I became intimate with Hemmings Motor News. Greg introduced me to several Big Dogs in the Detroit Cadillac restoration community, including a guy who ultimately did a lot of the mechanical work on the car. The Brown Truck of Happiness became a regular sight in our neighborhood. Most of my spare change was poured into that car…and it was about three or four months before she was truly road-worthy and safe, with reliable brakes and hoses that wouldn’t open up and spew coolant all over the street, among other things.  

Greg, TSMP, and I had one truly embarrassing moment before the Caddy was completely road-worthy… when the Caddy stopped dead…right in the middle of Woodward Avenue somewhere in Birmingham during the First Annual Woodward Dream Cruise. The three of us wound up pushing the car several blocks to Greg’s house, which (thankfully) wasn’t all that far away when she quit. And we got her running again…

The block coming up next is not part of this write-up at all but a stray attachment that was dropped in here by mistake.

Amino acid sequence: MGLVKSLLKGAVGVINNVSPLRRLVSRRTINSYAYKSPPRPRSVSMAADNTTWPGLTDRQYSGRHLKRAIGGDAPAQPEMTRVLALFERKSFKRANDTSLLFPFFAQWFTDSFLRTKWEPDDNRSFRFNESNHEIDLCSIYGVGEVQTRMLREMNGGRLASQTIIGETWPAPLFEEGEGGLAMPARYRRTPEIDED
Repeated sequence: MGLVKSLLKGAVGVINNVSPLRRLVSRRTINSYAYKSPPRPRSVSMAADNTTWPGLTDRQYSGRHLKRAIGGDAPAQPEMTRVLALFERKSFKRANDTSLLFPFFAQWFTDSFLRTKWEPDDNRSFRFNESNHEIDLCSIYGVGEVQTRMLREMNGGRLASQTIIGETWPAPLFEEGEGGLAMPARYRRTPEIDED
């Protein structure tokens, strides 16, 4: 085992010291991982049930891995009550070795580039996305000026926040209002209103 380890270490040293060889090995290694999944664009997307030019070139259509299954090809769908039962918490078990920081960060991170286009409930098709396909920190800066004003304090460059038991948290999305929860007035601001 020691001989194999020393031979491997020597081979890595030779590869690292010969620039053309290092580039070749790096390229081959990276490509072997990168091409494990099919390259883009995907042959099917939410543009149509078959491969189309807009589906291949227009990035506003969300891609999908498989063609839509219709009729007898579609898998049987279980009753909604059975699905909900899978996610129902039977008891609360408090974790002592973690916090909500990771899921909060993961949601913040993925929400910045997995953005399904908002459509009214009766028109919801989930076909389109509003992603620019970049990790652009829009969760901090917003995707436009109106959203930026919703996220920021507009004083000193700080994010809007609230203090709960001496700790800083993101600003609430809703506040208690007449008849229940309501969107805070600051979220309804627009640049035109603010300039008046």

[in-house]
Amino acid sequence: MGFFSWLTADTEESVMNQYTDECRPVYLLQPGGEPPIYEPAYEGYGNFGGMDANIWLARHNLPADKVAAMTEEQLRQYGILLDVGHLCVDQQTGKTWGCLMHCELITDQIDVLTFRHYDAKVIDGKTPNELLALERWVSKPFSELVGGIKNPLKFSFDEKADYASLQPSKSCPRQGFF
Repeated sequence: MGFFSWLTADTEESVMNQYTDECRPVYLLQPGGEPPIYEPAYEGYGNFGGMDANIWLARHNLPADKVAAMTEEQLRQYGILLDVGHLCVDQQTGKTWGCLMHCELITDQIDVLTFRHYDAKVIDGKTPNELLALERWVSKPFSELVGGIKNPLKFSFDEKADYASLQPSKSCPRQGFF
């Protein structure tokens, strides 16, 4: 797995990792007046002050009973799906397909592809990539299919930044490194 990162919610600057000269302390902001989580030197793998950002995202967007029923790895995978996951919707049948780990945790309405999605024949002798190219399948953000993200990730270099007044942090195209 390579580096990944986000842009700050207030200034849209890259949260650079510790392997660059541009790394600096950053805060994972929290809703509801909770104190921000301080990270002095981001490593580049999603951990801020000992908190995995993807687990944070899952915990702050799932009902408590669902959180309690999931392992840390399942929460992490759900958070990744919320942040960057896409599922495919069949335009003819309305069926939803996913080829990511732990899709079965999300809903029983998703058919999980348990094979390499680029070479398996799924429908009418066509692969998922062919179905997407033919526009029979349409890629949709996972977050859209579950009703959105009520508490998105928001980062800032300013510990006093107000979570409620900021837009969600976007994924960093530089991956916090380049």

TSMP christened the car “The Smokin’, Drinkin’, Partyin’ Car” and she most certainly was that. The best story about that car can only be told in “wink-wink, nudge-nudge” terms and involved TSMP and I splitting the upholstery in the Caddy’s back seat. Or, to put it another way…we were exuberant and the upholstery was old. In our garage. On a Saturday afternoon. Wink-wink, nudge-nudge.